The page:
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Debate over water privatization pits economics vs. human rights
By Kenji Hall
Associated Press

OSAKA, Japan Among the world's water experts, privatization has become something of a dirty word.

Once thought of as the new frontier for private investors, the idea of letting corporations operate municipal and regional water systems has been criticized by environmentalists, international organizations, and governments alike as a flawed solution for getting water to the poor people who need it the most.

These days, even companies in the water business speak carefully. "We do not say privatization," said Gerard Payen of France's Suez, a leader in the industry, earlier this week.

Whether companies such as Suez and Vivendi of France and German energy conglomerate RWE can help countries run their water utilities is a topic that will dominate the agenda Tuesday at the World Water Forum in western Japan.

World Water Council vice president, William Cosgrove, said he expects the discussions to be productive, particularly since companies can teach governments a lesson in efficiency. "I don't think you'll find the positions entrenched," said Cosgrove, whose group is organizing the weeklong international conference.

Privatization lies at the heart of a contentious dispute in the water community over how to halve the number of people around the world without access to water by 2015, a target set at the World Summit on Sustainable Development last September in Johannesburg, South Africa.

The United Nations says 1.2 billion people lack clean drinking water and 2 billion are without sanitation, and that conditions could worsen over the next half-century as populations grow and nations industrialize. Scientists predict global warming will disrupt rainfall patterns and bring drought and rising sea levels.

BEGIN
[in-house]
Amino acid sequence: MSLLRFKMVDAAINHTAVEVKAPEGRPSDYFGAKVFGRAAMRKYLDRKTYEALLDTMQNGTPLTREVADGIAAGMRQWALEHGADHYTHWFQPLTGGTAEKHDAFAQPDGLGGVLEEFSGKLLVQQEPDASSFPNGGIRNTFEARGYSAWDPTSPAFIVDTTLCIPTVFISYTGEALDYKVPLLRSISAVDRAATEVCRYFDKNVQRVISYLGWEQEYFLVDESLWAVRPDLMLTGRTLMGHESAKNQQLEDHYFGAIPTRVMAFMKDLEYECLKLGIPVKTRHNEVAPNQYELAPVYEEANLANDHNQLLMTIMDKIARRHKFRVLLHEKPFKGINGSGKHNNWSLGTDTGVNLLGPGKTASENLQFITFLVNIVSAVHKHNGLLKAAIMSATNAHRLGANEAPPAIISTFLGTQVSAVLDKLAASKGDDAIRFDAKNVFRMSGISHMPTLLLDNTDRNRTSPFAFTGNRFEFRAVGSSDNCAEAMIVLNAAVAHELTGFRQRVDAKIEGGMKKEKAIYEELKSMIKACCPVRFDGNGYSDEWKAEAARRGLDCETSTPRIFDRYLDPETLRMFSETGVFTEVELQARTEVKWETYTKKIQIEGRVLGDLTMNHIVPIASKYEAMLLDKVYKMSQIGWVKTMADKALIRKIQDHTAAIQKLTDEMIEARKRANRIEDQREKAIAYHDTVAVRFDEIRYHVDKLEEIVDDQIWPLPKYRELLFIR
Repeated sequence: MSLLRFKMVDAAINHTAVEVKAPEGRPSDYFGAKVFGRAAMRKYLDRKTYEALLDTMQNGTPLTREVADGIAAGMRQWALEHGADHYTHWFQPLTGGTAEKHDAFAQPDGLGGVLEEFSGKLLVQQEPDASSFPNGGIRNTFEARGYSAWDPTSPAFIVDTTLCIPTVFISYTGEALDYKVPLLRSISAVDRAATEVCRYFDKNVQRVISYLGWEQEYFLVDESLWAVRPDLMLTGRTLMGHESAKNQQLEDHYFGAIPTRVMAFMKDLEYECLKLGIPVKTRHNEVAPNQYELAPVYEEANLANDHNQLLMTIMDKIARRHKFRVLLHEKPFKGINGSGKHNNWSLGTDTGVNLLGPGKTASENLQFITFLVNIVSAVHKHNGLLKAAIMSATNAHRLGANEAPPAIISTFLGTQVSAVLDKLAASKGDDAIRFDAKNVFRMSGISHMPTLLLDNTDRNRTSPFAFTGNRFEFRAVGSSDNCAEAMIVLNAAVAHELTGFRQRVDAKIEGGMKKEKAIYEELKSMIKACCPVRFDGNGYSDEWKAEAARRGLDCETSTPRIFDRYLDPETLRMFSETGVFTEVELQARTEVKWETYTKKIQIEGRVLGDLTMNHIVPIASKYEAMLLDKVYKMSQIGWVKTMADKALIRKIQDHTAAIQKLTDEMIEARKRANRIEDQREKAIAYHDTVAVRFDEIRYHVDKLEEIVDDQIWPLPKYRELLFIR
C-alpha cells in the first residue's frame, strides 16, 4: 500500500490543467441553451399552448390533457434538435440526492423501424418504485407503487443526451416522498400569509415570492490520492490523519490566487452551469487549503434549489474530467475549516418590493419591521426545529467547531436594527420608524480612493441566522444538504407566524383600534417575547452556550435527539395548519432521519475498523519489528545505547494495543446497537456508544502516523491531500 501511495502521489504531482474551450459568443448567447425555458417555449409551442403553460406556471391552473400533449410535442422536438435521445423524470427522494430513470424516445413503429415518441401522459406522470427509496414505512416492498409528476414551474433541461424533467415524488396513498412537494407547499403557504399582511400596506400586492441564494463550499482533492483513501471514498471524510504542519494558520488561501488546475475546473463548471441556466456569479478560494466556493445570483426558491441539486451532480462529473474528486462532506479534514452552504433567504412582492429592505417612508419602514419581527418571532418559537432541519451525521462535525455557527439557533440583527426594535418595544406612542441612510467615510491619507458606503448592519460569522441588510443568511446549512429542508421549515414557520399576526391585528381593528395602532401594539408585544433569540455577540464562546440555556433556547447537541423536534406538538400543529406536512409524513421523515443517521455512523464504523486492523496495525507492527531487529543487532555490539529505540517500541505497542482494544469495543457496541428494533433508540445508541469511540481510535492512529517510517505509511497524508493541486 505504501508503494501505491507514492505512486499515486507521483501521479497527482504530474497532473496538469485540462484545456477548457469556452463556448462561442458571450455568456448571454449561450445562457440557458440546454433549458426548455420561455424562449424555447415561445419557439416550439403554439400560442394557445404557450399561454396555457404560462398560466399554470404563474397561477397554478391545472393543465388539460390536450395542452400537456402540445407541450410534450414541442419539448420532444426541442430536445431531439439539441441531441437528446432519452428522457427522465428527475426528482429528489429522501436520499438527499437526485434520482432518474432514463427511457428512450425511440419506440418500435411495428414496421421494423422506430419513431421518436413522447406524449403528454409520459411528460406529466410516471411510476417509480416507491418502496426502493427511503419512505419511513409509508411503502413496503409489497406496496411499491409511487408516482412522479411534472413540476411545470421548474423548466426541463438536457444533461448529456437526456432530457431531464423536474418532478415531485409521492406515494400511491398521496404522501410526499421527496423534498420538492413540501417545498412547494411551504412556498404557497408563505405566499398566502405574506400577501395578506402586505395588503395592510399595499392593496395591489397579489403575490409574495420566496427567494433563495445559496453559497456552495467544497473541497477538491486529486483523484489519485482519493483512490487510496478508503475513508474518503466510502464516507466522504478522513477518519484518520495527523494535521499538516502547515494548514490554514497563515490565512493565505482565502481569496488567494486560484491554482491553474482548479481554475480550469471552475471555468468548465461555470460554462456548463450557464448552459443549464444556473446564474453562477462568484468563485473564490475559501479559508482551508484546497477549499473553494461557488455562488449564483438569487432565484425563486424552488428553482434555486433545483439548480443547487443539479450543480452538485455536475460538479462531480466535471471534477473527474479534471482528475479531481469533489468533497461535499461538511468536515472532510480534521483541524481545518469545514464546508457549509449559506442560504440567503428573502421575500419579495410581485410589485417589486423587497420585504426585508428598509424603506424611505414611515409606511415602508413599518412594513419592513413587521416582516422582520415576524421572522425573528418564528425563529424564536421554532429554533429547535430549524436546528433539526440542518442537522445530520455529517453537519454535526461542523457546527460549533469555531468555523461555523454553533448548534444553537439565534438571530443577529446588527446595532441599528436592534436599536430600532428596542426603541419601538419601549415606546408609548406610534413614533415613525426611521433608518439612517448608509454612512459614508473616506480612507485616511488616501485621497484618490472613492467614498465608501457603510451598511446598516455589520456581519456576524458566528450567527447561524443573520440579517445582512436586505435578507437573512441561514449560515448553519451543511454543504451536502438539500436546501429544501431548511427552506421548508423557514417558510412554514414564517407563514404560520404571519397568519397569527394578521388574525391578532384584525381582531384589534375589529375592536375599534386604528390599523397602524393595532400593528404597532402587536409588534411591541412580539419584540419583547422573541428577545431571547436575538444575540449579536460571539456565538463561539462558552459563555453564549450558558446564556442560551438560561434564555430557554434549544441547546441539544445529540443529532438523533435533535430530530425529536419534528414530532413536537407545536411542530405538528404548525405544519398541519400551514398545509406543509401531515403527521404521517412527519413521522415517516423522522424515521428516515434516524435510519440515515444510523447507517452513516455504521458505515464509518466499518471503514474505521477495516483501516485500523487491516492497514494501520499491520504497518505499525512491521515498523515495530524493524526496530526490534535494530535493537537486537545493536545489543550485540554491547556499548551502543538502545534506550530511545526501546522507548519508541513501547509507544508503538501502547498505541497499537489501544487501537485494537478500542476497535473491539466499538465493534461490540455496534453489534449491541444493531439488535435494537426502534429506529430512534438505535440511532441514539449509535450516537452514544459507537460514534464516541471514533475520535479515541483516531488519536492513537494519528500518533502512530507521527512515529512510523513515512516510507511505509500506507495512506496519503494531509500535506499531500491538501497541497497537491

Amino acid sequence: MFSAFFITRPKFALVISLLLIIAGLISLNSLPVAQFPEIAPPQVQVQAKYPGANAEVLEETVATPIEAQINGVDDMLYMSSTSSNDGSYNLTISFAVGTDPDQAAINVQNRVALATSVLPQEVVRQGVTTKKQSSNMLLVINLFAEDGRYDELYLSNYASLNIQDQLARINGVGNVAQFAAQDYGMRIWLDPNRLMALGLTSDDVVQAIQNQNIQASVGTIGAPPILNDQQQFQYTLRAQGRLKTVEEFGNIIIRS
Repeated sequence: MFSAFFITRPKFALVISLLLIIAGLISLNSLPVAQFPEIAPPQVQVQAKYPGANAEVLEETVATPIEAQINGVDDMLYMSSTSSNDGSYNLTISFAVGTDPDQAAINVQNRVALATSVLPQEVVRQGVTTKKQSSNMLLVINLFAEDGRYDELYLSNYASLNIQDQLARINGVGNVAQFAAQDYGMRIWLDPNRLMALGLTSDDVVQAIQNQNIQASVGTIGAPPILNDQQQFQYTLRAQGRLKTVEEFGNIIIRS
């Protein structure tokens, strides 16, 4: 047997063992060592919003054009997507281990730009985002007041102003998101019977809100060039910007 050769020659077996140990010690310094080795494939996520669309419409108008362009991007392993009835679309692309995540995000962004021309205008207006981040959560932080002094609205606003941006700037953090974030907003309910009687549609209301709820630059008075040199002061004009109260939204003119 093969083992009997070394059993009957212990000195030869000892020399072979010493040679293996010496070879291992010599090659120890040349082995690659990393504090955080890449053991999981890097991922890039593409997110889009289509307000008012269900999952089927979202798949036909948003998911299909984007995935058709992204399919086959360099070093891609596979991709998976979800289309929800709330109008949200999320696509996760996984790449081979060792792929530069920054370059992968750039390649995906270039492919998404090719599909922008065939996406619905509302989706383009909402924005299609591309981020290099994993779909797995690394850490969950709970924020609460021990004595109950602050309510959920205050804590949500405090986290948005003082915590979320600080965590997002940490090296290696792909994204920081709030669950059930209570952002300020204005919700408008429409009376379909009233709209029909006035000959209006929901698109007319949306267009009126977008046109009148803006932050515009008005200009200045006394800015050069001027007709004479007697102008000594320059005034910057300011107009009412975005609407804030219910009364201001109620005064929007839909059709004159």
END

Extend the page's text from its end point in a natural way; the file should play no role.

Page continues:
U.N. agencies, the World Water Council, and other international financial donors stress the need for big spending and point to the benefits of public-private cooperation. In many cities of the developing world, more than half of the water is lost because of leaky pipes or pumps that governments can't afford to repair. Financial markets can make up for the shortfall in public coffers, those organizations say.

But environmentalists and NGOs contend that water is a basic human right and should be available to all, not supplied based on profits and performance. "We're not saying that the public sector is perfect. But at least they're accountable to the people," said Liane Greeff of the South African Civil Society Water Caucus, a civic group.

The reality is that privatization is a bit of a misnomer. John Briscoe, the World Bank's water coordinator, says in 95 percent of countries, there is a division of labor, with governments owning the water and corporations either providing services, such as collecting bills and managing water distribution, or financing the upgrades to pumps and mains, fixing sewers, and building new pipelines.

Market principles are at work on a much smaller scale in far-flung parts of south and southeast Asia and Africa.

International Development Enterprises, a Lakewood, Colo.based NGO, has helped build up a cottage industry around low-cost water pumps for poor, rural subsistence farmers. By teaching local masons how to build the so-called treadle pumps from available materials and by encouraging farmers to buy them, IDE has given farmers in Zimbabwe, Nepal, India, Vietnam, Bangladesh, and Cambodia a useful technology for watering their fields with underground reserves, said IDE's Michael Roberts, who is based in Phnom Penh.

"The goal is to alleviate poverty. The farmers can sell their crops and make income, which allows them to invest in education and medicines," Roberts said.

However, a few notable failures have stoked worries about what companies might do. Attempts at privatization in Buenos Aires and Manila collapsed partly because the French corporations asked to manage water services faced huge losses when the countries devalued their currencies.

In Cochabamba, Bolivia, a 2000 revolt over the U.S. company Bechtel's doubling of water rates left seven people dead and water services in a shambles.

The World Water Council's Cosgrove said he hopes emotions won't spoil Tuesday's debate. "The bottom line is to provide access to safe water for people," he said.

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